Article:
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The spatial ecology of invasive feral cats Felis catus on San Cristóbal, Galápagos: first insights from GPS collars

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jats:titleAbstract</jats:title>jats:pThe dangers posed by invasive species for endemic island wildlife are well recognised. Introduced domestic cats (jats:italicFelis catus</jats:italic>) represent a significant threat to several endemic species of the Galápagos archipelago—including hatchling marine iguanas (jats:italicAmblyrhynchus cristatus</jats:italic>) and potentially green turtles (jats:italicChelonia mydas</jats:italic>)—yet little is known about their spatial ecology and habitat use on these islands. Here, we describe a pilot study using GPS collars to track the movements of three feral cats at a site of conservation interest on San Cristóbal Island. Based on 175 days of GPS data, we undertook spatial analyses to ascertain home ranges, and to investigate the overlap of ranges between the cats and potential prey species. Average home range was 1.27 kmjats:sup2</jats:sup> (1.12–1.46 kmjats:sup2</jats:sup>), which—though small for feral cats—is in keeping with previous findings in Galápagos. We found the cats did use the habitat of a small marine iguana population but did not change their spatial habits before and after iguana hatchlings appeared. Changes over time in the daily movements of one cat indicated a possible response of the individual to the presence of hatchling green turtles (jats:italicChelonia mydas</jats:italic>); though the data here are insufficient to show whether the cat was hunting these hatchlings. We recommend similar work be undertaken in areas with larger marine iguana populations, where hatchlings could represent a potentially important food source for invasive feral cats, as well as further work to determine the threat posed by cats to turtle hatchlings in Galápagos.</jats:p>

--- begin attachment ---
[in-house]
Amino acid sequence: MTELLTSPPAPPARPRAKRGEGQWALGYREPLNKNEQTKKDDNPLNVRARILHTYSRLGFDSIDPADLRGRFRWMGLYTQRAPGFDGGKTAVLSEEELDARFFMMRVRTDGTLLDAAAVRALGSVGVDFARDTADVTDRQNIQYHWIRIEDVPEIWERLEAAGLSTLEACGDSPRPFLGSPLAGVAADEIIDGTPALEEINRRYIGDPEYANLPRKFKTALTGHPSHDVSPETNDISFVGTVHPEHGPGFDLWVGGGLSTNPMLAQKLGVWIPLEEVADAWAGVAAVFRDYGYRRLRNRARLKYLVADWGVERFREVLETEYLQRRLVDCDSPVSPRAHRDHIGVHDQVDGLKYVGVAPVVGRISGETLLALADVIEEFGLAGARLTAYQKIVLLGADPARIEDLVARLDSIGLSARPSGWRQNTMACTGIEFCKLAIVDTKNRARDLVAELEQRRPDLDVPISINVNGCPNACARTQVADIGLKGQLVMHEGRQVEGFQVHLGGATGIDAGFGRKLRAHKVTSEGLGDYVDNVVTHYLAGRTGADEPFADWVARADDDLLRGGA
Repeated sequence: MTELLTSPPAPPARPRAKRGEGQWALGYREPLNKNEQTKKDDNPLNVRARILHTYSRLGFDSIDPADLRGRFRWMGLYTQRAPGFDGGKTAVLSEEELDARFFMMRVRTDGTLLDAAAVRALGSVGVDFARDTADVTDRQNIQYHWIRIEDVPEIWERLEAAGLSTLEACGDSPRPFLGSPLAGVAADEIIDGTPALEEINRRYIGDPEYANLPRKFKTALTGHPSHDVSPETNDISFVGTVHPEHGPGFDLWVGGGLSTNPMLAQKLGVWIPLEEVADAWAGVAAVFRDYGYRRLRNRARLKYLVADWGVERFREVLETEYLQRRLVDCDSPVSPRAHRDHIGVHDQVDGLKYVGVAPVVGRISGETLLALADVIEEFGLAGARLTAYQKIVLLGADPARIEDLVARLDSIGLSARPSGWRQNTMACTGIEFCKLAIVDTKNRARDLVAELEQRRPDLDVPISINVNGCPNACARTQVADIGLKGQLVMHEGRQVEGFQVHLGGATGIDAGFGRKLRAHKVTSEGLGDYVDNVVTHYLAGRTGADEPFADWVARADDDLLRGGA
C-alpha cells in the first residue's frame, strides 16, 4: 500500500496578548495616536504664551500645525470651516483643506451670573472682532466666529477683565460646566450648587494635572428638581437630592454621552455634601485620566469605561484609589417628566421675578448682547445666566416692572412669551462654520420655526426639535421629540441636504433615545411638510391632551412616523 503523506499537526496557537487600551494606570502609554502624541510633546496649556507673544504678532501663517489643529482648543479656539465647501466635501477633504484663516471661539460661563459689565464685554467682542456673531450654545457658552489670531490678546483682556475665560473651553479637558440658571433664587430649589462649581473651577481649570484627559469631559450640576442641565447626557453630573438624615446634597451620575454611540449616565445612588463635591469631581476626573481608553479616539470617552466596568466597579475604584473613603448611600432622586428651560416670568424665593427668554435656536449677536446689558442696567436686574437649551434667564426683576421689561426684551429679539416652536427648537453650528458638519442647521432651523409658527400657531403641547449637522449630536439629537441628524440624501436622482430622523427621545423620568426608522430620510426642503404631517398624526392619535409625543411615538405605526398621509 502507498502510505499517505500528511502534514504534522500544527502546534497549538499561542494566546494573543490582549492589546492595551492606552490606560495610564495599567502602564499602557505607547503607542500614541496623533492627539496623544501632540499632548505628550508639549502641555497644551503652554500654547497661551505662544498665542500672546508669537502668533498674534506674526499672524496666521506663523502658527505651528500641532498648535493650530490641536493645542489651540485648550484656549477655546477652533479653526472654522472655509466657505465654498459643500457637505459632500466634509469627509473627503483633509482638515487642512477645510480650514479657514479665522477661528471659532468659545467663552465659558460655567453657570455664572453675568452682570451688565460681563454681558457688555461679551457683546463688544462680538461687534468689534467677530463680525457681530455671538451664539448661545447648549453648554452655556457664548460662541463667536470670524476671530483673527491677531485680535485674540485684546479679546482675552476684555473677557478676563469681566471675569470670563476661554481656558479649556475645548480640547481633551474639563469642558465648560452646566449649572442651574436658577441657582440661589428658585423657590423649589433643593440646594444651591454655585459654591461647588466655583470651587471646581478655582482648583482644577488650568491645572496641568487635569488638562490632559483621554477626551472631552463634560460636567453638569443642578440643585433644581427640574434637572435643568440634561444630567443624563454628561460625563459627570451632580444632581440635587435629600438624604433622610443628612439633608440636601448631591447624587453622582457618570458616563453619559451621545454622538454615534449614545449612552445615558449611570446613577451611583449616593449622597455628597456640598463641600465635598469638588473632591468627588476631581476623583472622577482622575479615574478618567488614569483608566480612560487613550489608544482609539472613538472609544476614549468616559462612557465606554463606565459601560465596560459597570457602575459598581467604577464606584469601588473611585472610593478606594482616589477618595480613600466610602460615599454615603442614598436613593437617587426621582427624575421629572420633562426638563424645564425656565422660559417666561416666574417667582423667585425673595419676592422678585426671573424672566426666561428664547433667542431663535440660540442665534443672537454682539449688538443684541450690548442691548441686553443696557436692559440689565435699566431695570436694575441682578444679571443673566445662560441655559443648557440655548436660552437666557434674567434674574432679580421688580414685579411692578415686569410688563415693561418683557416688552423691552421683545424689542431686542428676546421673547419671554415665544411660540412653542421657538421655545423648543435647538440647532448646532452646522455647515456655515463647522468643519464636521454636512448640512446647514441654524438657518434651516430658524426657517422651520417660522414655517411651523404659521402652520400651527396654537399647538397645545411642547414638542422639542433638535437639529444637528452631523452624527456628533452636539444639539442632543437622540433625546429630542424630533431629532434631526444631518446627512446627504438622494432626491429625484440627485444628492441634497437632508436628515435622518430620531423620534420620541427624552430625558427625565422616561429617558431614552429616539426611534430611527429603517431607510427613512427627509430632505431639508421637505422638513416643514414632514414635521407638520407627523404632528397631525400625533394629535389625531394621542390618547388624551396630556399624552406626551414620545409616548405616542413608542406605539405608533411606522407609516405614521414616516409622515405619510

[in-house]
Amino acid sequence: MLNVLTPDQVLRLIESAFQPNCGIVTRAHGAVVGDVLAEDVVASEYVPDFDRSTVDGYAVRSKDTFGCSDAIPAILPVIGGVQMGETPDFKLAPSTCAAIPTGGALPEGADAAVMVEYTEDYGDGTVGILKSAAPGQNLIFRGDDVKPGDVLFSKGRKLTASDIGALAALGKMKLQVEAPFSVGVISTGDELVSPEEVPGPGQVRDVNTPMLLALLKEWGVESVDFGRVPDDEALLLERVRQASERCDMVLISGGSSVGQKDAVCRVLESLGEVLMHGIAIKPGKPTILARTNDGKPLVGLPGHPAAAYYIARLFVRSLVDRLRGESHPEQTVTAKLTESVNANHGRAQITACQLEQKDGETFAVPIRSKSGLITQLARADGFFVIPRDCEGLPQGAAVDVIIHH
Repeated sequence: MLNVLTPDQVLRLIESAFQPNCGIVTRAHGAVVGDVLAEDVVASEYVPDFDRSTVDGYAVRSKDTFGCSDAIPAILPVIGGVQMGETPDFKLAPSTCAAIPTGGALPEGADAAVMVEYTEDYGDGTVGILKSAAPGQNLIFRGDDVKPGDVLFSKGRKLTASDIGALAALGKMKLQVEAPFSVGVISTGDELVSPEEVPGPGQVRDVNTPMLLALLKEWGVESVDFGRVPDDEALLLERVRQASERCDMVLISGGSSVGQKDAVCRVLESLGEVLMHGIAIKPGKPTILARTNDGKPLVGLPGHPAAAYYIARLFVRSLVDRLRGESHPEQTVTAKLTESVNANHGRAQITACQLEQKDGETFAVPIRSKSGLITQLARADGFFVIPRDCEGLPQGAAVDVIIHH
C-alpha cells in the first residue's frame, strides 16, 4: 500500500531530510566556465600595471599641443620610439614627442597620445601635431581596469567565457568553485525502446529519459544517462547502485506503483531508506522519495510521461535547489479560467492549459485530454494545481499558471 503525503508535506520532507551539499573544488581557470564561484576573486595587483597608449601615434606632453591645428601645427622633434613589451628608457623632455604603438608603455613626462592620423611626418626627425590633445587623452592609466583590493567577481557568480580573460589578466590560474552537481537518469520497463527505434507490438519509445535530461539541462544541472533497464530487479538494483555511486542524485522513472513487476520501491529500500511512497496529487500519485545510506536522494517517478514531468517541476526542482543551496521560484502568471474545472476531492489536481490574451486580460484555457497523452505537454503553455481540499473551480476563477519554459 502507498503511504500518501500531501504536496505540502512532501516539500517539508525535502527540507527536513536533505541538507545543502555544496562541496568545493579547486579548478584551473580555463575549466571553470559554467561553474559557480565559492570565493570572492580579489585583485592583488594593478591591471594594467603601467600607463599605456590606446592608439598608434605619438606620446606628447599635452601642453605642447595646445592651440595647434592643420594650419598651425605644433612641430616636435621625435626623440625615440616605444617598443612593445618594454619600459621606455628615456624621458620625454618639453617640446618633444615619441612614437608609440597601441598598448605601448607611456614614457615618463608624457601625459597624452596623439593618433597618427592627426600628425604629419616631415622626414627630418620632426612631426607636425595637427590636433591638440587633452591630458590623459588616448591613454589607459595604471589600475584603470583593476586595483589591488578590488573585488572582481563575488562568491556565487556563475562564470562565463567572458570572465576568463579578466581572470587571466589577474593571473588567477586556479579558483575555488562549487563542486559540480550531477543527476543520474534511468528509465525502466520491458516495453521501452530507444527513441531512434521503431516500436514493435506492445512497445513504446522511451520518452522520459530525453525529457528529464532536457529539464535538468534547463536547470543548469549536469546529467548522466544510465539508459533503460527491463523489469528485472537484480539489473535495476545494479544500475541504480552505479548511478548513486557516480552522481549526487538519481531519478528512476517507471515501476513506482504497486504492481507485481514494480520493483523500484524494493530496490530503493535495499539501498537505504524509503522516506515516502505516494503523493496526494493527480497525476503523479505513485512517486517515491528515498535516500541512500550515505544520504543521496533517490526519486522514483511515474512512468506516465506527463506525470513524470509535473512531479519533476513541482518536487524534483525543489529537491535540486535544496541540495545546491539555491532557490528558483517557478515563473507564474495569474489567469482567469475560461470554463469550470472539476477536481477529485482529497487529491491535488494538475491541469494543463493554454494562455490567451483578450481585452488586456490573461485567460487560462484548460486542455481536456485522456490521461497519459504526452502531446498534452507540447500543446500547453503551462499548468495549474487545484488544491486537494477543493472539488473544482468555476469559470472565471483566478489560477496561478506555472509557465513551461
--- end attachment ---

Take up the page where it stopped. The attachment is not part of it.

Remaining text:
Home range, Conservation, Introduced predators, Chelonia mydas, Amblyrhynchus cristatus

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Springer Science and Business Media LLC
Galapagos Conservation Trust (NA)